How to Manage Pests

UC Pest Management Guidelines


Italian Pear Scale

Scientific Name: Epidiaspis leperii

(Reviewed 12/07, updated 4/09)

In this Guideline:


Italian pear scale overwinters mostly as a mature scale. The cover is circular, about 0.06 inch (1.5 mm) in diameter, and light gray, but with a brown peak slightly off-center. Underneath the covering, the female's body is reddish, purple, or pink, a trait that helps distinguish the Italian pear scale from other armored scales found in walnut orchards. The scale is hidden under moss and lichens and cannot survive without this natural shelter.


This scale does not attack nuts, but feeds directly on the wood of the tree, affecting tree vigor and causing reduced fruit size. Light to moderate infestations do not seem to harm trees. Heavy scale aggregations may cause the bark to crack and can reduce tree vigor. Such large populations are seldom encountered, however, in orchards that are regularly treated for blight.


Look for Italian pear scale during the dormant period when you monitor other scale insects. Pay particular attention to scaffold limbs and branches that are covered with lichens. Scrape the lichens away to look for the gray scale covers and the pink scale bodies beneath. To monitor Italian pear scale with other pests, see DORMANT MONITORING. The key to managing Italian pear scales is to control the lichens. Regular blight treatments in spring will provide control of moss and lichens.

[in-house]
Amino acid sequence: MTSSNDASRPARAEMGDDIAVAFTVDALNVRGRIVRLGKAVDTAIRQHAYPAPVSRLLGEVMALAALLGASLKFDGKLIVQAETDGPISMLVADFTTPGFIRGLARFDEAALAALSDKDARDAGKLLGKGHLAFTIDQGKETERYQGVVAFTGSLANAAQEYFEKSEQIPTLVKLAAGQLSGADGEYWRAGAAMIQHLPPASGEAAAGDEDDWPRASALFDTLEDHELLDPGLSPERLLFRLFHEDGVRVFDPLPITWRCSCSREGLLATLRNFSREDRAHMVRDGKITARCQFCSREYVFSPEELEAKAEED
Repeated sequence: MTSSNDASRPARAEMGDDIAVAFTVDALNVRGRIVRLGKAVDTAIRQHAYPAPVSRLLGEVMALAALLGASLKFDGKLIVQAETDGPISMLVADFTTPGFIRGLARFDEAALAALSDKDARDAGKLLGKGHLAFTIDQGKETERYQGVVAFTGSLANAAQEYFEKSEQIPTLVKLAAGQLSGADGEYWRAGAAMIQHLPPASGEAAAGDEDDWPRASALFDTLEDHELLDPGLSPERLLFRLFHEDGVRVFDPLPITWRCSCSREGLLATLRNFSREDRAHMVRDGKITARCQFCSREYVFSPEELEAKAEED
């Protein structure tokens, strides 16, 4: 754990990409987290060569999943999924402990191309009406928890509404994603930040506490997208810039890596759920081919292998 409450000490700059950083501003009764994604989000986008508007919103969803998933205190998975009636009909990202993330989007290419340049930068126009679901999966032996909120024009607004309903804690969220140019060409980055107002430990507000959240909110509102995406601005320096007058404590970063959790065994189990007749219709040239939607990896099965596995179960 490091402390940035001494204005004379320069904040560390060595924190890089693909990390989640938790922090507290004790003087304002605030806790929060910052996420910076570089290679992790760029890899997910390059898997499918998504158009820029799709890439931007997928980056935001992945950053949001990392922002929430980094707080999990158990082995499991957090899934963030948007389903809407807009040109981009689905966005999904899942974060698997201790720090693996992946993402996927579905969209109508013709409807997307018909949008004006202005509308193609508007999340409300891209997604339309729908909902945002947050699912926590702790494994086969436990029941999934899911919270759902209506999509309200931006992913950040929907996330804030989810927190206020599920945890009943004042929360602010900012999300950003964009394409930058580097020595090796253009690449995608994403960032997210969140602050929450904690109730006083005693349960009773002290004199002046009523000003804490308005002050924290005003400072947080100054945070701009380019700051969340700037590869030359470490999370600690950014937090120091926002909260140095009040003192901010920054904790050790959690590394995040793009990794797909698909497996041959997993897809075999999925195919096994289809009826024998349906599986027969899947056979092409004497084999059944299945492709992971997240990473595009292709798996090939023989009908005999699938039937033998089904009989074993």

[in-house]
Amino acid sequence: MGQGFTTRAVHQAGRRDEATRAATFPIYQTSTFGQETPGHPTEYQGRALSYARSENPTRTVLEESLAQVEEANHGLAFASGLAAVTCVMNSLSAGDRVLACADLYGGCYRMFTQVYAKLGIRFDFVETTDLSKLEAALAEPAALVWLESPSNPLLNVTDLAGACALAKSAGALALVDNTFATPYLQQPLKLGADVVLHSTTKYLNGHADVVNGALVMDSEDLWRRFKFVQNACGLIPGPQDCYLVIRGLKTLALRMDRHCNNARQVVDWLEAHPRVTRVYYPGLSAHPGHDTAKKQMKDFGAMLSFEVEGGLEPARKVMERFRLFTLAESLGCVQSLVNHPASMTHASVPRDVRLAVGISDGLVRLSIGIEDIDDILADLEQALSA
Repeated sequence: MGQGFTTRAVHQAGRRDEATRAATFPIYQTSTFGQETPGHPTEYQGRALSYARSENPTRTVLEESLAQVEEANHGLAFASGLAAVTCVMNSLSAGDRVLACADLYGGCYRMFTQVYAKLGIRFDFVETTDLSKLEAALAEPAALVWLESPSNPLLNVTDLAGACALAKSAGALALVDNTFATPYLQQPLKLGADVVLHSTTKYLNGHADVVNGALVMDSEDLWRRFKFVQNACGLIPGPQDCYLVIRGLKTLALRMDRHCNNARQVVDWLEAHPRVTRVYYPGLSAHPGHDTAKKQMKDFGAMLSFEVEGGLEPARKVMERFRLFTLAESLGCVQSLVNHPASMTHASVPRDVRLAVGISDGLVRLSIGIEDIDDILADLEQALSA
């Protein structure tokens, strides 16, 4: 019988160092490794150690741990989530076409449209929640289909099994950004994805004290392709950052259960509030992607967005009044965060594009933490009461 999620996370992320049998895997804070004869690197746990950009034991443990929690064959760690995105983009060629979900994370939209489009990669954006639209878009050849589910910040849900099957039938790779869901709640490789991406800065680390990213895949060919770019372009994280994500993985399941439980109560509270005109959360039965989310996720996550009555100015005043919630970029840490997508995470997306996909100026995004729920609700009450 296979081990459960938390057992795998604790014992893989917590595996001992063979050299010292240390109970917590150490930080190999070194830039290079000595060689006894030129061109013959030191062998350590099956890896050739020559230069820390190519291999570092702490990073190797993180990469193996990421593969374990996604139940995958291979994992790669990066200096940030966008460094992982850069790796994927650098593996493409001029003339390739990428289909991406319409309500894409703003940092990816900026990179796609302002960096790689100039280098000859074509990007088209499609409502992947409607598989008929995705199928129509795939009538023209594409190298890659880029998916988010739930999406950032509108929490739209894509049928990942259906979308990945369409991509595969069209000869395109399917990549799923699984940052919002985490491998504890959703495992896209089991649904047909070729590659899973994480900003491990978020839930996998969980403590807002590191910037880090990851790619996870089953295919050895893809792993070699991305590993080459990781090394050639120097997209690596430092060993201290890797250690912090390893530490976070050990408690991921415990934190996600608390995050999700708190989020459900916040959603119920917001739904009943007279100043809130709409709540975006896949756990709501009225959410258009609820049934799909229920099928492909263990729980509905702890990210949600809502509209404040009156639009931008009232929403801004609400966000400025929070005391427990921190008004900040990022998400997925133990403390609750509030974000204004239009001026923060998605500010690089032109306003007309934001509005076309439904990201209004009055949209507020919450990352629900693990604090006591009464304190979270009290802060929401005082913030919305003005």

Organically Acceptable Methods
Remove moss and lichen or treat them with Bordeaux when Italian pear scale is a problem. Not all copper compounds are organically acceptable, so be sure to check the label of the product used.

Treatment Decisions
Generally, delayed dormant sprays applied for other scales control Italian pear scale and blight sprays control the moss and lichens. If moss and lichen are present, add a material such as Bordeaux mixture or hydrated lime to the dormant spray to kill them. For information on making a Bordeaux mixture, see UC IPM Pest Note: Bordeaux Mixture, ANR Publication 7481.



[UC Peer Reviewed]

UC IPM Pest Management Guidelines: Walnut
UC ANR Publication 3471

Insects and Mites

  • C. Pickel, UC IPM Program/UC Cooperative Extension, Sutter/Yuba counties
  • J. A. Grant, UC Cooperative Extension, San Joaquin County
  • W. J. Bentley, UC IPM Program/Kearney Agricultural Center, Parlier
  • J. K. Hasey, UC Cooperative Extension, Sutter/Yuba counties
  • W. W. Coates, UC Cooperative Extension, San Benito County
  • R. A. Van Steenwyk, Insect Biology, UC Berkeley
Acknowledgment for contributions to Insects and Mites:
  • W. H. Olson, UC Cooperative Extension, Butte County
  • L. C. Hendricks, UC Cooperative Extension, Merced County
  • G. S. Sibbett, UC Cooperative Extension, Tulare County

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